1. Welcome Hearth.com Guests and Visitors - Please enjoy our forums!
    Hearth.com GOLD Sponsors who help bring the site content to you:
    Hearthstone Soapstone and Cast-Iron stoves( Wood, Gas or Pellet Stoves and Inserts)
Thread Status:
Not open for further replies.
  1. Moose

    Moose New Member

    Joined:
    Sep 27, 2007
    Messages:
    130
    Loc:
    The North Country, NY
    I'm installing a wood/coal boiler/radiant heater picture of firebox attached. Now my plan is to use the oil boiler only as a distribution vessel and turn the burner off entirley. I plan to do this by taking the cold water return off the oil boiler and attaching it to the cold water return on the wood boiler. Then taking the hot water output from the wood boiler and attaching it to the cold water return on the oil boiler. Then pretty much leaving the rest of the system alone. The rest of system consists of a DHW heater 2 infloor radiant heat zones and a forced air system with a radiator type heat exchanger. I intend to totally enclose the boiler in it own insulated room and run the cold air return from the forced air system to blow cold air onto the heater and then run the hot air into the forced air system.

    So thats the general plan, but I'm not real familiar with aquastats. As I understand they turn the pump on at a set temp and turn the pump off at a set temp. Easy enough.

    1. Can an aquastat control more than one pump at the same time. like all four zones as I described above?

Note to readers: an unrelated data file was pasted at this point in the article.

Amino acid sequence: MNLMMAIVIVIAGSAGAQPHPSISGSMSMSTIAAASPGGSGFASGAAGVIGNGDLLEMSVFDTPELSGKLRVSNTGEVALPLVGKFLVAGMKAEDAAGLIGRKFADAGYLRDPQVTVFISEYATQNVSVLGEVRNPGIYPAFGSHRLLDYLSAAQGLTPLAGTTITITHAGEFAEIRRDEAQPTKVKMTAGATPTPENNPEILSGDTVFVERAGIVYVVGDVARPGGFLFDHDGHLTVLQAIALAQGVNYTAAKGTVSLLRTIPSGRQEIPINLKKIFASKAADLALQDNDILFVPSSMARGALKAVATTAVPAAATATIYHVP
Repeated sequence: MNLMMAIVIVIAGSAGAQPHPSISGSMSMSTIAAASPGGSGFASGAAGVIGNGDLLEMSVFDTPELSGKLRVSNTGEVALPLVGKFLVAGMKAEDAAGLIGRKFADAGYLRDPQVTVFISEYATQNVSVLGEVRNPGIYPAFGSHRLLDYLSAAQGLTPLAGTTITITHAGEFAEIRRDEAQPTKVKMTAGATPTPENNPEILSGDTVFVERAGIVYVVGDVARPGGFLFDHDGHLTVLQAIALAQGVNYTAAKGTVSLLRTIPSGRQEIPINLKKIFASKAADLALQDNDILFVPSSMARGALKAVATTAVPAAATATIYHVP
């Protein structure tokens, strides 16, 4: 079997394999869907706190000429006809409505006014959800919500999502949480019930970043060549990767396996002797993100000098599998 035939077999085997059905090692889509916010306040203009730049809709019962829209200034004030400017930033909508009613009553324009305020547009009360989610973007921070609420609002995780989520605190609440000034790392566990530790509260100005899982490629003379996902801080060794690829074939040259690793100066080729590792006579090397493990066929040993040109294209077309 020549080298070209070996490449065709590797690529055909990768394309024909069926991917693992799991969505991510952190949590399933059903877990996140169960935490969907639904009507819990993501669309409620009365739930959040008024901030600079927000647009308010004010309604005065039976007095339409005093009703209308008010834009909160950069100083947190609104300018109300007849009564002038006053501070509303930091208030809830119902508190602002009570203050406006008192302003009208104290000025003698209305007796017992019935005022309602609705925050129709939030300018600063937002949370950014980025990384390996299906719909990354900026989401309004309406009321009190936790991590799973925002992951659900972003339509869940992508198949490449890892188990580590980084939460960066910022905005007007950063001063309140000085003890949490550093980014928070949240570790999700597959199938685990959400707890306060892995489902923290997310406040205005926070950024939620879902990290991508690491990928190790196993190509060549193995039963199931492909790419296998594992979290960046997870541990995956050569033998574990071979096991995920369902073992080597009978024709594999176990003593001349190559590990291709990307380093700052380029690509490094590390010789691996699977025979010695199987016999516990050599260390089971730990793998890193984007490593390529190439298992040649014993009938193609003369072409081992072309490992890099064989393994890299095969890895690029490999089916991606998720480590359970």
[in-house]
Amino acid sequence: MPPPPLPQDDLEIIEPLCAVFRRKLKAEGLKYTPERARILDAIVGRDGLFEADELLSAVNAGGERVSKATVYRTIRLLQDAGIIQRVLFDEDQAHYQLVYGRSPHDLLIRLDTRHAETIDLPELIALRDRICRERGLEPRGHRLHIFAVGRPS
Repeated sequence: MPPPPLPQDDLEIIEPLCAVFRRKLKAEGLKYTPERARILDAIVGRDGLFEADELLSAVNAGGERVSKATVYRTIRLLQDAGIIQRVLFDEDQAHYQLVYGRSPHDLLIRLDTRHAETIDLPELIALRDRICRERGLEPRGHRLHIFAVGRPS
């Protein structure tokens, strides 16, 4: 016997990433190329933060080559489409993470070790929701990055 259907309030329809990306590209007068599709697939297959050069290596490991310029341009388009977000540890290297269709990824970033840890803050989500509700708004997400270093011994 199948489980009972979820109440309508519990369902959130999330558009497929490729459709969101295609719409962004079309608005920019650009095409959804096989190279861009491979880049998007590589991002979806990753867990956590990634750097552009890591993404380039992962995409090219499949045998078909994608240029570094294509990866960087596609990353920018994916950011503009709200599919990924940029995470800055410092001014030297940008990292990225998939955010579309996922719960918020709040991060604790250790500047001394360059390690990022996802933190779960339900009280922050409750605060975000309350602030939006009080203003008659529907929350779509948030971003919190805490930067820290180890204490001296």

2. Can you have an aquastan an a thermostat on the same pump?

    3. Is there anything special I need to do to install an aquastat, if I buy an aquastat will it come with everything that I need to install it?

    Think that enough for starter, but I have many more question to follow about actual setup and design.

    [​IMG]

    Helpful Sponsor Ads!





  2. Eric Johnson

    Eric Johnson Mod Emeritus

    Joined:
    Nov 18, 2005
    Messages:
    5,725
    Loc:
    Central NYS
    I'm not clear on what you mean by disconnecting the piping on the oil boiler. What I would do is tee into each line and then circulate hot water from the top of the wood boiler into the top of the oil boiler vessel. You can do that with a Taco 007 or some other small circulator.

    An aquastat is just a switch, so you wire it up like one. To answer your questions specifically:

    1.) One aquastat will control anything that is on that circuit, including more than one pump, zone valves, blowers, etc.
    2.) I'm pretty sure you can control a pump with both an aquastat and a thermostat, though if the thermostat is 24 volts, which most are, you might have to work around that.